The percent of all deaths attributed to cancer has risen from about 5% to about 25%, but when corrected for smoking, cancer rates in the US were steady through the 20th century, and when corrected for an aging population, they actually declined.

    Many many people have tried to correlate pesticide use with cancer rates, and the results are always the same. The countries that use the most pesticides always have the lowest cancer rates. Nobody really knows why, but most researchers speculate that those countries have the best access to nutritious food.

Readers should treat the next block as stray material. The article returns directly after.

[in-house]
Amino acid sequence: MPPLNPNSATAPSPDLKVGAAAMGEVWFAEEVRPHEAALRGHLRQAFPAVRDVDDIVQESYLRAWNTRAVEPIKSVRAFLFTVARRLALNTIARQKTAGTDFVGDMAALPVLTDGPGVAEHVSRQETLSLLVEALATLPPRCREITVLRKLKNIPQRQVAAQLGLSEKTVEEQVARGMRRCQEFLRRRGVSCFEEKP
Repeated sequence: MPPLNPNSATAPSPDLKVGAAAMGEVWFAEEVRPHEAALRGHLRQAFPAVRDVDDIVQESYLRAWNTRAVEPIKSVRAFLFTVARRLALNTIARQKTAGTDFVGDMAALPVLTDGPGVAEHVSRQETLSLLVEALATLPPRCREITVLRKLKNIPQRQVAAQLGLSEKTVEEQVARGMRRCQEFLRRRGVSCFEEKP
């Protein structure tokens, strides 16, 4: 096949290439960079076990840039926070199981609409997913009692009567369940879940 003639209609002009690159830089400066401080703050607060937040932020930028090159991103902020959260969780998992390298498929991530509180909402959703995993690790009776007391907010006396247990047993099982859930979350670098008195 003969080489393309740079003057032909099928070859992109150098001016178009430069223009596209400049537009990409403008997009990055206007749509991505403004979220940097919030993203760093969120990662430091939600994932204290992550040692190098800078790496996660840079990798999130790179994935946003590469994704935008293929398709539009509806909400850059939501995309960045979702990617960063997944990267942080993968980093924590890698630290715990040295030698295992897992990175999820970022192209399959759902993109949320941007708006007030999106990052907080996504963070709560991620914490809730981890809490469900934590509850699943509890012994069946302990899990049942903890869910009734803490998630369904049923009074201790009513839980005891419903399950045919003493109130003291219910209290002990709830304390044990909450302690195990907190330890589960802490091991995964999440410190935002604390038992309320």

It's also worth noting that the CDC says that currently about 5000 people in the US die each year from bacterial food poisoning in fresh foods. They also claim that 75 million people are sickened from it each year ("most of which are unreported" so this is an extrapolation). Virtually no illnesses or deaths can be attributed to additives or pesticide residues in processed food. This is not to say that there is anything wrong with eating fresh foods - certainly the benefits outweigh the risks. But that is where the only real measurable risks in the food supply lie.